I used to write the messages inside the cards when the kids were done decorating. Last year, my son was skilled enough to write the messages himself with a little help from me with spelling. The one thing you need to remember when you write messages is NOT to include ‘get well soon,’ as many of these children are terminally ill. A simple ‘Happy Holidays!’ or ‘We are thinking of you this holiday!’ will suffice.
Once I purchase envelopes large enough for the cards, I address them and let my daughter put the stamp on and help me deliver it to the mailbox.
This year, I plan to watch that page again, but I have also searched for other ways to write letters to these children. You can find a good list of other organizations that you can use to send holiday cards to sick children here.
5. Provide a hot drink for a crossing guard.
We live close to multiple schools and, therefore, pass multiple crossing guards per day on our daily commute. These people spend 45 minutes to an hour on the street corners in even the coldest weather. I don’t think they receive enough thanks for keeping our kids safe in extreme temperatures. This holiday season, I’ll have the kids help me set out everything to make hot chocolate in the morning. Then, I’ll pack a thermos full of hot chocolate and have the cups they laid out before I leave for school pick up at least one day. I’ll try to deliver the hot drink(s) a few minutes before school gets out so that finding a safe place to pull my car over may not be so tricky, and so as not to interrupt the crossing guards’ duties when they start needing to focus on children and traffic. If I can figure out the logistics of delivering some hot chocolate before school, we may also try that.
6. Adopt a child or a family to sponsor or buy gifts for.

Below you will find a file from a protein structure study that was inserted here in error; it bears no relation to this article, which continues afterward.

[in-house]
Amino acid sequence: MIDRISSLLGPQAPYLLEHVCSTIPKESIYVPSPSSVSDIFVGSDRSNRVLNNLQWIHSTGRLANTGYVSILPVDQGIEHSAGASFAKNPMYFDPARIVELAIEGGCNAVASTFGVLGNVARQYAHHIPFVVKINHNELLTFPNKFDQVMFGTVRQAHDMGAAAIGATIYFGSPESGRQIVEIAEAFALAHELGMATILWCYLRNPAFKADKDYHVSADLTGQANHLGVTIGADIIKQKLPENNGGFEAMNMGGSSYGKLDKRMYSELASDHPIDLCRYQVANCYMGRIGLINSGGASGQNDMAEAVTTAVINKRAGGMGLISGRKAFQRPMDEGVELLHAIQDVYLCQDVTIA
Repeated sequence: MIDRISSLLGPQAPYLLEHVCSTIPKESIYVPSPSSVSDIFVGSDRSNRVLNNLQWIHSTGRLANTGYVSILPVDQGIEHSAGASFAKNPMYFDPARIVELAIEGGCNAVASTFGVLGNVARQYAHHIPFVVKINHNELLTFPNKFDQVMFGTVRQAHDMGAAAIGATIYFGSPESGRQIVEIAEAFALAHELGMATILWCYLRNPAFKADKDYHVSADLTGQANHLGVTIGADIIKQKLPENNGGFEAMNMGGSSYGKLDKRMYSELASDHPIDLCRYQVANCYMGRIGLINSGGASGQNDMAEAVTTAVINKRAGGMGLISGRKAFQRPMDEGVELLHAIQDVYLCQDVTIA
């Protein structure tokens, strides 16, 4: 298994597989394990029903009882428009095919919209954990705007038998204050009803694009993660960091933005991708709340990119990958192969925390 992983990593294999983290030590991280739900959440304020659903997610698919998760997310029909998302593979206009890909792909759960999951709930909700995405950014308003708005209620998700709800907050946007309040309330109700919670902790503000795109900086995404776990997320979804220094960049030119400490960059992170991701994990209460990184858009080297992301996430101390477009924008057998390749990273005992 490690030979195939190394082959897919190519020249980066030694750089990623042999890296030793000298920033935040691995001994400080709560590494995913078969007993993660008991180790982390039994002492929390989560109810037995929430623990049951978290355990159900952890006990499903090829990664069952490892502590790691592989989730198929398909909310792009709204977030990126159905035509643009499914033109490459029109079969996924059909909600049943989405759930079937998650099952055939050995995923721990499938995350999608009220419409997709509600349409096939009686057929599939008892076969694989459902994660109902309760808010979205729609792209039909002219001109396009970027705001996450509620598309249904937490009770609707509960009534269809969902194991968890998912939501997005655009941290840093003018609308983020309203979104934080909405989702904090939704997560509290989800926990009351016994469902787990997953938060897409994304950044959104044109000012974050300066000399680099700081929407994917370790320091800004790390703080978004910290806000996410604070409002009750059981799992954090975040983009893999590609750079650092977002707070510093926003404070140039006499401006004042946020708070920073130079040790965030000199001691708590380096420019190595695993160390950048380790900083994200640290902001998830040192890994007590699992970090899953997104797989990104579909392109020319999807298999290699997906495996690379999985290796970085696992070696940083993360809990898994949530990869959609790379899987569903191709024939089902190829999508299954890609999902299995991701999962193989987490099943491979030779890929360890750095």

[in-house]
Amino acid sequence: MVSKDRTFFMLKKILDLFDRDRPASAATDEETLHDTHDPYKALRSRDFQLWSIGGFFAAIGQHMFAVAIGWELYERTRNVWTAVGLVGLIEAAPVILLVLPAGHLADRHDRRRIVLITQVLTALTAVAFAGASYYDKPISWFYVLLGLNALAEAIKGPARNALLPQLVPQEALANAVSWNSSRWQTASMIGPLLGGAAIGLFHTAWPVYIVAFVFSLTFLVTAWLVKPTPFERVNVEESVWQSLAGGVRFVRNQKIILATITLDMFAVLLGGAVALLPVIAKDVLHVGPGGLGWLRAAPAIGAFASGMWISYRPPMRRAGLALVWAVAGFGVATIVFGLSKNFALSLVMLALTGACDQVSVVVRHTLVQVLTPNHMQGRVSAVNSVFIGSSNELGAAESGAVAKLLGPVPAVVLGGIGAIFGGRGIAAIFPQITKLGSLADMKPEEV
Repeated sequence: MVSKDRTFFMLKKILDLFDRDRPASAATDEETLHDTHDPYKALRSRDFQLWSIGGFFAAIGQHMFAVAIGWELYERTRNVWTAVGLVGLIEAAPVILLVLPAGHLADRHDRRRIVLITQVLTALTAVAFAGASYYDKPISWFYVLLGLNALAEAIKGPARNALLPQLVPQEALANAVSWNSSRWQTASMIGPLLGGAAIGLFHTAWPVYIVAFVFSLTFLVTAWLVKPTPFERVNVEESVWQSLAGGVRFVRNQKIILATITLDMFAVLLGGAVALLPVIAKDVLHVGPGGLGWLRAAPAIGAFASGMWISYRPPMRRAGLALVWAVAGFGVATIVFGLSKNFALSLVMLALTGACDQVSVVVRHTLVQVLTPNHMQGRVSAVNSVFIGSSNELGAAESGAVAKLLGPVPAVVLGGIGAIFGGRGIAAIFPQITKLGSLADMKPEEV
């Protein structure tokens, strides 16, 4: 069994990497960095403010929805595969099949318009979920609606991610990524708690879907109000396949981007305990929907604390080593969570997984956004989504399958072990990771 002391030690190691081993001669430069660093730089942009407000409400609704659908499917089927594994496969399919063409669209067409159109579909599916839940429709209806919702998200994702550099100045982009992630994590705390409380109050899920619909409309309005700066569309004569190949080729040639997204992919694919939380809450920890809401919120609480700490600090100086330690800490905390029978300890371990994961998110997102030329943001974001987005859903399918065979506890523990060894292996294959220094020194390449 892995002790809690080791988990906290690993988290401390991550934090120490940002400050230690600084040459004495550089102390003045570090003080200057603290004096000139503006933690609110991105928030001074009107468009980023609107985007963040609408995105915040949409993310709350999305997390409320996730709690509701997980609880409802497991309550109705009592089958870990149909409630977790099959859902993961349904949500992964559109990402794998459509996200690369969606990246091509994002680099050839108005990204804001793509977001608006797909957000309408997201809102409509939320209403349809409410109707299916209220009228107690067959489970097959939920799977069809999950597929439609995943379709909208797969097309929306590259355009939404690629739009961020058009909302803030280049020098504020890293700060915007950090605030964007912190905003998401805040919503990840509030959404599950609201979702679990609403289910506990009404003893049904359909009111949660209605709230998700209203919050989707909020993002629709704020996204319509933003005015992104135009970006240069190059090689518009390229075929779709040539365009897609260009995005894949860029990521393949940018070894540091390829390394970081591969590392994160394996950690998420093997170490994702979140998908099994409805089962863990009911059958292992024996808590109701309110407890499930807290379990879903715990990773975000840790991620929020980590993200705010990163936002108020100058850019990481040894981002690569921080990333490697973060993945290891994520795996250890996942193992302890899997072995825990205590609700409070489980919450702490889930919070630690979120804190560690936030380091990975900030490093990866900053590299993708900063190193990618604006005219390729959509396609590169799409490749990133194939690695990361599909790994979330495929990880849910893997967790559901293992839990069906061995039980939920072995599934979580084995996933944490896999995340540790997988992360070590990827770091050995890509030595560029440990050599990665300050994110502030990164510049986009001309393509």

Locally, I am aware that churches and radio stations often offer these programs. Sometimes, you can take a tag off of a giving tree with a child’s name on it and something they would like for Christmas. Other times, you might hear a radio station give the age and gender of a child and a list of things they need or want for Christmas and you can call in and volunteer to buy gifts for them. Once gifts are bought, you drop them off to the organizer and they deliver the items to the child or family.
I want my kids to understand that we are fortunate to have the warm clothes and toys we do. I hope they feel good that they will be helping another child or family to be warm and/or have something new of their own.
7. Donate items or money to nonprofits for care packages for US troops and/or their families.
This is high on my list to complete. I appreciate the sacrifices our military members and their families make and I want to do something to demonstrate that appreciation. I also feel this will be a good opportunity to explain to my children what sacrifices some individuals make to serve their country.
After researching how to go about doing this, I have come to the conclusion that it is best to go through an organization. There are many rules about what can and cannot be sent to troops overseas. Using an organization that ships the goods themselves out to troops saves you trying to find the address of a soldier or military family to send to and the headache of figuring out what items are acceptable and which are not. It also saves you the overseas postage. (If you are collecting actual items, you often mail them to the organization’s headquarters in the U.S.).
I found this list that contains organizations that send care packages to troops that are also recommended by the U.S. Department of Defense.